birth name: Francisco Canaro
artistry: violinist, director, composer
lived: 26 November 1888 - 14 December 1964
Francisco Canaro was born in the city of San José de Mayo, Uruguay. Growing up very poor and without education, he faced a lifetime of menial labor. He opted to labor in music, however, and found widespread fame and enormous financial success. Canaro would go on to become the richest man in tango history so much so that a popular saying arose “he has more money than Canaro”. Being one of the driving factors in the creation of the wildly successful Buenos Aires based Tango Music Industry of the Golden Era of Tango, Canaro earned a place as a national icon of wealth and prosperity, along with the inevitably associated greed.
- Francisco Canaro was called "Pirincho" from birth referring to the colorfully crested exotic bird native to the Rio Plata area.
- Pirincho spent most of his childhood in the slums of Buenos Aires working as a newspaper boy and later as a house painter.
- His first musical experience was learning a few guitar chords from the shoemaker next door.
- He made his first violin out of a tin can and some plywood.
- The first song he ever played was "El Lloron".
- Canaro's first gig didn't work out due to frequent exchange of gunfire from the customers of the establishment as well as the murderous reputation of the local pimp.
Canaro's career finally started to gain some traction around 1908 when he teamed up with bandoneonist Vincente Greco and bolstered his professional reputation by playing in various nightclubs in the La Boca neighborhood of Buenos Aires.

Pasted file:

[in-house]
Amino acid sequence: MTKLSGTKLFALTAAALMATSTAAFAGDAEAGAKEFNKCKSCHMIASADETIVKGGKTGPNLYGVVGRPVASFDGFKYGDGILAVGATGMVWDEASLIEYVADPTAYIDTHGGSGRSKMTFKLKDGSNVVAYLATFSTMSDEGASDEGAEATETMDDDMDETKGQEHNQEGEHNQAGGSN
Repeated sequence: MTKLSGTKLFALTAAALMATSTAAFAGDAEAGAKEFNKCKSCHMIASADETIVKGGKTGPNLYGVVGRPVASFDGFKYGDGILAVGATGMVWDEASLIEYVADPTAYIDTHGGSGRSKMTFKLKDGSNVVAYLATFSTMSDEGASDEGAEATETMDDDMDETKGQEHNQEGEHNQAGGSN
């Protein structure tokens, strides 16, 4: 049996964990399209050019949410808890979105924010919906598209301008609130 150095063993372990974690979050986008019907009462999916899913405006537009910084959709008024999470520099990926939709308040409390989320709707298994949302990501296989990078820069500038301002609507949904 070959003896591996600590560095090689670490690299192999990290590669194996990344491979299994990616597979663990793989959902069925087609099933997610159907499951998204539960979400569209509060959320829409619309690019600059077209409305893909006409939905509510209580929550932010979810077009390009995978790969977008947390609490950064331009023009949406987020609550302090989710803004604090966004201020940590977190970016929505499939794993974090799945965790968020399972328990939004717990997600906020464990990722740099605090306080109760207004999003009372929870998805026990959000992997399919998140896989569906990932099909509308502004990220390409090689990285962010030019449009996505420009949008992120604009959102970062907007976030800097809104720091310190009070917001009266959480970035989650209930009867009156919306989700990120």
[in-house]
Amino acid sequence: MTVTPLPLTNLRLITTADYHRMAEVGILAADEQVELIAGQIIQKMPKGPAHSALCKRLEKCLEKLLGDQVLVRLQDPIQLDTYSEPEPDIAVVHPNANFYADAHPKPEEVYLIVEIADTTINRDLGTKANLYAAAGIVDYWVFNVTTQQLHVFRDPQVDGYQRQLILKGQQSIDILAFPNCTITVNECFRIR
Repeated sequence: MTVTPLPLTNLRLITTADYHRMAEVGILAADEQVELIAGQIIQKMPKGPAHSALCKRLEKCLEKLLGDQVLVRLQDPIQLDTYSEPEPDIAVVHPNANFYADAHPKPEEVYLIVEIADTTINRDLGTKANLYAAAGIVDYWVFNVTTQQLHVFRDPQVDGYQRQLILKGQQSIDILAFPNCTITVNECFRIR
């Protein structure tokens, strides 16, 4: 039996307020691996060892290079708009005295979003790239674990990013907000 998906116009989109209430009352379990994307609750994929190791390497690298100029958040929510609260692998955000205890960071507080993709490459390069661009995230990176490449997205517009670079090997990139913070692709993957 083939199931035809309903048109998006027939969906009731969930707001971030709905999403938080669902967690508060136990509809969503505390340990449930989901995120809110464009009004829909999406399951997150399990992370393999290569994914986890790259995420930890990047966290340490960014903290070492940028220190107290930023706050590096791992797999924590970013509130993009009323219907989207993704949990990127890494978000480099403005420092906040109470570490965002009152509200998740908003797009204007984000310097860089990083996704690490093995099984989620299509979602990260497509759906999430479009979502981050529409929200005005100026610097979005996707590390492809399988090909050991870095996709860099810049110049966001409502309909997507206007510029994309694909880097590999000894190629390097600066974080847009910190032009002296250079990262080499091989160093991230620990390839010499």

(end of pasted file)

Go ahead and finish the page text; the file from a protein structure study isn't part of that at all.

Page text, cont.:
In 1912, with the tangos "Pinta brava" and "Matasano", Canaro's long and prolific career as a composer made its debut. He was so prolific in fact, that he has historically been accused of plagiarism, or, in the very least, paying pennies for musicians to write songs for which he would have the rights and credit. The combination of his prowess in musical leadership and business networking led to his orchestra being the first to gain popularity in aristocratic circles, opening up the tango industry to a much needed wealthy demographic.
By 1925, Canaro was ready for the next phase in his conquest; he traveled to Paris and gained immediate popularity, winning him international prestige and great recognition back home. Upon his return to Argentina two years later, he toured the country extensively to further cement in his supremacy as the number one act in Tango's native homeland. He also capitalized perfectly on the uprise of a radical new media format: Radio.
After decades of one of the most highly successful recording and performing careers in music history, Canaro finally succumbed to the rare Paget's disease. His wealth was divided amongst his lovers and children, and while the city of Montevideo honors him with a name of a street, to this day no institution, nor street has been named in his honor in Buenos Aires.